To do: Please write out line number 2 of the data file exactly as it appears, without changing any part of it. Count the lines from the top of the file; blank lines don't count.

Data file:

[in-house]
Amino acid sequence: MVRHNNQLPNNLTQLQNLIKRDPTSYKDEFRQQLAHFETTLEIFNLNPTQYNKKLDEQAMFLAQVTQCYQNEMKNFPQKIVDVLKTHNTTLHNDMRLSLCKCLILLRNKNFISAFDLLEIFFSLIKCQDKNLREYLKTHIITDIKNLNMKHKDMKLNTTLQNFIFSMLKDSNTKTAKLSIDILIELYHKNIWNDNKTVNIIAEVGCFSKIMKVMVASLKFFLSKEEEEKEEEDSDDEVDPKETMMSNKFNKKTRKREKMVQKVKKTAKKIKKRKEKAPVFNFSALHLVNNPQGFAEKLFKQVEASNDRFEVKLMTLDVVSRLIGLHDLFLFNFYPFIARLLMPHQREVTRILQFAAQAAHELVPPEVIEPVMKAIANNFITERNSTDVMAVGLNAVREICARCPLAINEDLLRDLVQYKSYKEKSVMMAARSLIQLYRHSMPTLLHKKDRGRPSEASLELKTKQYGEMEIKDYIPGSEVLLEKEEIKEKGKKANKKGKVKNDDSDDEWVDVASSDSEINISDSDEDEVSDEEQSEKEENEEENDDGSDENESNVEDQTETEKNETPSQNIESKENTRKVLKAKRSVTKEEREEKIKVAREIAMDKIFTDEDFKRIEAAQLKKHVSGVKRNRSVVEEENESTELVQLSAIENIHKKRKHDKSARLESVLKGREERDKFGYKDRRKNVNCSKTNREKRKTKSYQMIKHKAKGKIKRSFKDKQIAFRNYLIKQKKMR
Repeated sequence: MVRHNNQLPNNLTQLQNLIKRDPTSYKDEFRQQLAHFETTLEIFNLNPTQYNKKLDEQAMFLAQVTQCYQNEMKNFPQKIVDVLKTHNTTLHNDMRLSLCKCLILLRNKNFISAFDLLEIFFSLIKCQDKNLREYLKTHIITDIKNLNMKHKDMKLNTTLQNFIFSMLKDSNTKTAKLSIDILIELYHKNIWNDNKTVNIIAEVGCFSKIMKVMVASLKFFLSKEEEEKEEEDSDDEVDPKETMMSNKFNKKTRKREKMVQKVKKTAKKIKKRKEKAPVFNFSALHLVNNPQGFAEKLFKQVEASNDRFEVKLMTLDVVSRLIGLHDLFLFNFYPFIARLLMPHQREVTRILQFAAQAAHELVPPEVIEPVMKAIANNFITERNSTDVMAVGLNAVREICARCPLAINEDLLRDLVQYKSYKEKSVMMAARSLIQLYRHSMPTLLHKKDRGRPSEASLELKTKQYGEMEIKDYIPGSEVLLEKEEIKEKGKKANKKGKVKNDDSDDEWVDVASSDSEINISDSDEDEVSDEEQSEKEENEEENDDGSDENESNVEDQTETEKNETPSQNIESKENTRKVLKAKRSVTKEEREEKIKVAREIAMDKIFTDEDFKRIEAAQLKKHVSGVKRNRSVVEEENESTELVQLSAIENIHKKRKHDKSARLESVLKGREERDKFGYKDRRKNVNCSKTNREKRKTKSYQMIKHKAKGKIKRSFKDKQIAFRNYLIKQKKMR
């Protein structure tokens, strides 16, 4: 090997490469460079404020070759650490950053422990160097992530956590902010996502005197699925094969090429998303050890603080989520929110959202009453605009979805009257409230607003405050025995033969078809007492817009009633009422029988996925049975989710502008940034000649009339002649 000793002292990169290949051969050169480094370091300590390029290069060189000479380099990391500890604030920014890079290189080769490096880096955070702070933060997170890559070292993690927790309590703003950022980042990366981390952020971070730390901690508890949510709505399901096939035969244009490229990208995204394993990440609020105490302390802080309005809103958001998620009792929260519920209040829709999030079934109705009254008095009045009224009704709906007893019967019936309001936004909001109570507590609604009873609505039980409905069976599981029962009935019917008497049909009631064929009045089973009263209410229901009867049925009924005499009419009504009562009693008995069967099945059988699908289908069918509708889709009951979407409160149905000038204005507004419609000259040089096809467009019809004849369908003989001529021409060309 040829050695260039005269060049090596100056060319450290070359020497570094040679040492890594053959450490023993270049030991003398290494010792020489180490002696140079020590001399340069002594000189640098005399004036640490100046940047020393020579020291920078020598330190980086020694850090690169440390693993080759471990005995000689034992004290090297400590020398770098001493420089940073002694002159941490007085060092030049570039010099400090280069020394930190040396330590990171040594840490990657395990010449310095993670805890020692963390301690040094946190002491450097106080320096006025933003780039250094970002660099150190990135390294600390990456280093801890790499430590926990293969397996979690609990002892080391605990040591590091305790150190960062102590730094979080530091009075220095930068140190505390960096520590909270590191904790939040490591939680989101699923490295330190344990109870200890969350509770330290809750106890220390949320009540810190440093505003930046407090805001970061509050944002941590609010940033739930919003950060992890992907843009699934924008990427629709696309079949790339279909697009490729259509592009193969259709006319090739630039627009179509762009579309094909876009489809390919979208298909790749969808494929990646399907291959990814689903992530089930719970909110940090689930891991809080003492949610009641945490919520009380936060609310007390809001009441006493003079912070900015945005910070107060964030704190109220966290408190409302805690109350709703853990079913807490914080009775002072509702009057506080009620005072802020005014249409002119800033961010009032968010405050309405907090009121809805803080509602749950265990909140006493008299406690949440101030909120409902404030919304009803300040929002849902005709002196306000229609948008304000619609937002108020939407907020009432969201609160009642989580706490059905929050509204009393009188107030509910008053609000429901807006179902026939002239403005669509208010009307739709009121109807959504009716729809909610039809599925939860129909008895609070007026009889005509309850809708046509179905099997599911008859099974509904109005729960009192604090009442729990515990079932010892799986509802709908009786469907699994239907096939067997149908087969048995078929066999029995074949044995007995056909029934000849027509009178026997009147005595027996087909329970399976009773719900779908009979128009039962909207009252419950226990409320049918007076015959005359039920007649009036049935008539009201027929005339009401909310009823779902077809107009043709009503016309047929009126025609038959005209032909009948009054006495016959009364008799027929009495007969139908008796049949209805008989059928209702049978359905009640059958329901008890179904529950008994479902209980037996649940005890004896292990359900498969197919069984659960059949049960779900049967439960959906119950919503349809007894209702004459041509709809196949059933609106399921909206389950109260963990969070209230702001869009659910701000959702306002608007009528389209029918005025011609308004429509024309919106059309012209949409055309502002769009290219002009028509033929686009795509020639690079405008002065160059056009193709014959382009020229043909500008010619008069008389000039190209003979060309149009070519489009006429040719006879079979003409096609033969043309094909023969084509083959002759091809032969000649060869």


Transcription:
Amino acid sequence: MVRHNNQLPNNLTQLQNLIKRDPTSYKDEFRQQLAHFETTLEIFNLNPTQYNKKLDEQAMFLAQVTQCYQNEMKNFPQKIVDVLKTHNTTLHNDMRLSLCKCLILLRNKNFISAFDLLEIFFSLIKCQDKNLREYLKTHIITDIKNLNMKHKDMKLNTTLQNFIFSMLKDSNTKTAKLSIDILIELYHKNIWNDNKTVNIIAEVGCFSKIMKVMVASLKFFLSKEEEEKEEEDSDDEVDPKETMMSNKFNKKTRKREKMVQKVKKTAKKIKKRKEKAPVFNFSALHLVNNPQGFAEKLFKQVEASNDRFEVKLMTLDVVSRLIGLHDLFLFNFYPFIARLLMPHQREVTRILQFAAQAAHELVPPEVIEPVMKAIANNFITERNSTDVMAVGLNAVREICARCPLAINEDLLRDLVQYKSYKEKSVMMAARSLIQLYRHSMPTLLHKKDRGRPSEASLELKTKQYGEMEIKDYIPGSEVLLEKEEIKEKGKKANKKGKVKNDDSDDEWVDVASSDSEINISDSDEDEVSDEEQSEKEENEEENDDGSDENESNVEDQTETEKNETPSQNIESKENTRKVLKAKRSVTKEEREEKIKVAREIAMDKIFTDEDFKRIEAAQLKKHVSGVKRNRSVVEEENESTELVQLSAIENIHKKRKHDKSARLESVLKGREERDKFGYKDRRKNVNCSKTNREKRKTKSYQMIKHKAKGKIKRSFKDKQIAFRNYLIKQKKMR